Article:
How to study and design for
collaborative browsing in the Digital Library

Discussion Document for:

How We Do User-Centered Design and Evaluation of Digital Libraries:
A Methodological Forum

37th Allerton Institute
Graduate School of Library and Information Science
University of Illinois at Urbana-Champaign
Allerton Park & Conference Center
Monticello, Illinois

October 29-31, 1995

Michael Twidale

Computing Department
Lancaster University

'Libraries are meeting places where collaborations can and do happen.'
Levy & Marshall, pg 165, Proceedings of Digital Libraries '94 (College Station, Texas)

Libraries aren't just for Loners

If we look at existing physical libraries there is a surprising amount of social interaction that occurs. Some kinds of interaction have been studied in the library science literature, other have not. This discussion document raises some of the issues that we may choose to explore and elaborate in the session. I hope that other participants will want to raise related issues in considering the social aspects of Digital Libraries.

If you want to find out more about our work at Lancaster on collaborative browsing, check out our URL:

There are papers, comments, screendumps of our ARIADNE system and pointers to other Digital Libraries projects.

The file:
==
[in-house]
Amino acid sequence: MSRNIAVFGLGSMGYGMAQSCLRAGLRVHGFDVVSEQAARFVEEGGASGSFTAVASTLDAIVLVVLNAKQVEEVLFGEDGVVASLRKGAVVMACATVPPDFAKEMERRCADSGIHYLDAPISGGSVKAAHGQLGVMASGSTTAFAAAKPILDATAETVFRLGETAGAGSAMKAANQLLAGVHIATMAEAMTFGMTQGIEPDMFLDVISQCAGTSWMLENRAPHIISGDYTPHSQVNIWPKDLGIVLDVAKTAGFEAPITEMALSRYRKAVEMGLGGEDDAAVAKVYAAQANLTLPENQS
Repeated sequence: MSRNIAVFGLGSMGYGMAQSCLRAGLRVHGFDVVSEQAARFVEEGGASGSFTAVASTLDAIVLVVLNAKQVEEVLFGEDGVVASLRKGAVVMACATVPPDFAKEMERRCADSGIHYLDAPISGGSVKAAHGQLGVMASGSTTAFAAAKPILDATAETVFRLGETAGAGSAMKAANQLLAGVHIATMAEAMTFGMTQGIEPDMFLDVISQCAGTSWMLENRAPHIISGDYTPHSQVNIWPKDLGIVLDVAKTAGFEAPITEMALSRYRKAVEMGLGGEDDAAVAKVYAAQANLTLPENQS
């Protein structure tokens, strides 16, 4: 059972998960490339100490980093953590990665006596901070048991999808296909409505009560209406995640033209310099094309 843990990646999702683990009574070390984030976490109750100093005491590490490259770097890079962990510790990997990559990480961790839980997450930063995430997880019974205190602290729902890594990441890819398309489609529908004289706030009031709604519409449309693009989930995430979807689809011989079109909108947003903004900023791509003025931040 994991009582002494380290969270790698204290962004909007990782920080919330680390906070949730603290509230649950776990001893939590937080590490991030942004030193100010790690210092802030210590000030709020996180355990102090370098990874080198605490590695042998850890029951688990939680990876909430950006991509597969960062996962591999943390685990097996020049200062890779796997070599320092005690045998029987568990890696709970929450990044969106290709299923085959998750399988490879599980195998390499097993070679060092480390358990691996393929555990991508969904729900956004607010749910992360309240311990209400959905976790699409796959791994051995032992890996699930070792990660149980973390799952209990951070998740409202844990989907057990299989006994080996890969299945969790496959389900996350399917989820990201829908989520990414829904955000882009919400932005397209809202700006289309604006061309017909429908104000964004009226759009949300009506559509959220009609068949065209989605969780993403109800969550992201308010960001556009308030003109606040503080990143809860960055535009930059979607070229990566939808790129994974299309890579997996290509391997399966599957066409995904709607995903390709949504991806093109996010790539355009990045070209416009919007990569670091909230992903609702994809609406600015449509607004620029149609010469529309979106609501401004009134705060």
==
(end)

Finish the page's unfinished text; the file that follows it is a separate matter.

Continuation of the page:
What are the kinds of social interaction in libraries?

  1. Individual users interacting with individual librarians. This includes the well studied reference interview.

  2. Library staff collaborating with each other, co-working on a common task, sharing hints tips and expertise in tacking a tricky search request of a client, teaching and learning from each other, particularly as new databases and information systems flood in, and the interfaces to existing systems are continually updated

  3. Users interacting with each other. Libraries are public spaces. People arrange to meet there, bump into acquaintances and colleagues and can learn from each other by observing how others use the library's resources, or by asking them for help. Our informal studies at Lancaster University's library has revealed a substantial amount of interaction occurring around the OPAC and CD-ROM terminals. Groups of students bunch round one terminal discussing what they are doing or lean over to observe what their neighbour is doing and ask for help.

  4. Any others??

What is worth noting is that all this cooperation and peer teaching often occurs DESPITE the existing computer systems rather than because of them. The systems are mostly designed to support the individual user: the lonely scholar who seems to have been the envisaged user. Indeed most of the work in database design in Computing Research has focused on how to make the user of a database feel that they are the sole user: to make other users completely invisible. In effect this approach when extended to a digital library will lead us to construct an entire virtual library for each user which they can wander around entirely alone. I see this as a dangerous trend in digital libraries; besides the fact that presented in such stark terms it sounds rather cold and soulless, from an information seeking perspective it is inefficient. Eliminating the other users of the library from your experience reduces the resources you have to help you in your searching.